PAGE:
From the Desk of Michael J. Hynes: What I learned running 105 miles

From the Desk of Michael J. Hynes: What I learned running 105 miles
Dr. Michael Hynes is slated to begin as the new superintendent of Port Washington schools effective July 15, 2019. (Photo courtesy of the Port Washington Union Free School District)

By Michael J. Hynes

Let me begin by stating up front. I don’t like to run.

I’m not a natural runner and only started to become serious about it when I turned 50 a few years ago. To date, I’ve run three ultra-marathons. My first was 32 miles, my second was 44 miles and my last one was 105 miles.

When people hear I ran an ultra-marathon that was 105 miles, they ask me many questions.  Many questions have to do with how long did it take? Did you sleep? How much did you eat and drink? And of course, the number one question…why would you ever want to do something like this?

Most people share they wouldn’t want to run that far (which I totally get) and most state they can only run a few miles or a half marathon. This is where I try and share that if I can do something like this, anyone can.

More important, it’s important to try hard things. Like most challenges in life that seem impossible, we place limits on ourselves or fall back to a default of “I can’t do this”.

When I signed up for the 105 ultra, I only wanted to finish the race. I didn’t care how long it took or what place I came in.

Unfortunately, during the race I sprained my ankle twice and to my surprise finished in 13th place in over 32 hours. I did not run fast nor did I have fancy equipment, but I did have a mission, which was to cross over the finish line at all costs.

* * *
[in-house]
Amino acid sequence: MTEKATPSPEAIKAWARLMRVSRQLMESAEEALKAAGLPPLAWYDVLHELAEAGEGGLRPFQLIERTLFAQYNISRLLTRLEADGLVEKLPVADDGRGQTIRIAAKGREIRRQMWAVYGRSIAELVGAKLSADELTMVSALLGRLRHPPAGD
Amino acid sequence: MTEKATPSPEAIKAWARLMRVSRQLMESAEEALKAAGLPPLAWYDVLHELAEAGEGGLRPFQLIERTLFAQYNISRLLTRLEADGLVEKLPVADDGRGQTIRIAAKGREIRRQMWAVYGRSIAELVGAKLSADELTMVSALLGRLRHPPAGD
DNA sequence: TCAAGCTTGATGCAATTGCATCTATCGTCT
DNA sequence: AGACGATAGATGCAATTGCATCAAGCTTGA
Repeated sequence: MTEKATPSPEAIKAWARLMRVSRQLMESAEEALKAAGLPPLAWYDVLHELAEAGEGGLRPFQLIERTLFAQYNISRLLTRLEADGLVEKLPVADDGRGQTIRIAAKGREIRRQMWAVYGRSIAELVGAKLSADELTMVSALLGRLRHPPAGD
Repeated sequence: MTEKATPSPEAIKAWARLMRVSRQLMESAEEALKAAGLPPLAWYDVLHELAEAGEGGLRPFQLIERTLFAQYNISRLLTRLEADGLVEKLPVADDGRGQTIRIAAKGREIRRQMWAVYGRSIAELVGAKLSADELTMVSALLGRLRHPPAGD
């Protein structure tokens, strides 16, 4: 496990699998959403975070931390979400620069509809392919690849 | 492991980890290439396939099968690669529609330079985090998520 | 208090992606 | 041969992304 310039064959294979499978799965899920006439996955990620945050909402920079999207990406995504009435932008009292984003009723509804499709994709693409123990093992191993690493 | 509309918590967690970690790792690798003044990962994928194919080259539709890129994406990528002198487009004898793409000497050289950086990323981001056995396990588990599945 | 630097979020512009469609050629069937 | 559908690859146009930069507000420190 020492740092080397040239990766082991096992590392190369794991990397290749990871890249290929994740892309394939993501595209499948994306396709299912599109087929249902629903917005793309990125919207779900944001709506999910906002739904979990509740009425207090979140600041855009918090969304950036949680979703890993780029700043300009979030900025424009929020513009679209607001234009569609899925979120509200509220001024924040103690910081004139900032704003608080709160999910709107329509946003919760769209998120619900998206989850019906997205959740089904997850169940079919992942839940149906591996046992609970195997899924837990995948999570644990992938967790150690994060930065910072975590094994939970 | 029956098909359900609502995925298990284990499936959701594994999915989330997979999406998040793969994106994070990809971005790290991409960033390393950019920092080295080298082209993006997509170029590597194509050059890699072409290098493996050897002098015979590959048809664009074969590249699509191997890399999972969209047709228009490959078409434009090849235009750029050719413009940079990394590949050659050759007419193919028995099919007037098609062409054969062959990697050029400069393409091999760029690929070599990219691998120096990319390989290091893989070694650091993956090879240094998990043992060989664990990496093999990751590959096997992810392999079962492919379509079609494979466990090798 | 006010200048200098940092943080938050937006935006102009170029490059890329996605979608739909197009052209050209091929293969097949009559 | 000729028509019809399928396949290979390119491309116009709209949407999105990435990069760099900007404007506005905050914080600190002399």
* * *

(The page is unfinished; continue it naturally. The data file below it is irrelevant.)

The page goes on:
Here is what I learned during this 105-mile odyssey:

  • We can all do hard things and mindset is everything. Completing this race required me to shift my thinking that 105 miles is a very long way in a car, nevertheless a race. I chunked the race into much smaller races within a race. I can apply the same thing to life challenges. When something seems overwhelming and impossible, break it up into small chunks and tackle what you can at the moment.
  • Being uncomfortable (both mentally and physically) makes you powerful. Not just physically but more important, mentally. You develop a superpower. I was in pain, had no sleep and ran in the woods through the night with a little headlamp on. You find out a lot about yourself under those conditions.
  • There are good people in the world and to not judge a book by its cover. I met some of the most amazing people of all ages, shapes and sizes. Some people were in their late 60s and some looked like your average person, not like an elite athlete. Some of them blew right by me in the way to finishing in the top 10!

Finally, it teaches you about who you really are and what you are capable of. The adventure will push you further than you ever thought physically possible and further than you ever thought mentally possible.

I learned that when we stop at something, there are many more gears we are capable of shifting into. I now apply that to my work and projects outside of running. What a gift and hope you do the same.

This new year, push your envelope like you never have before, you won’t regret it. Happy New Year!

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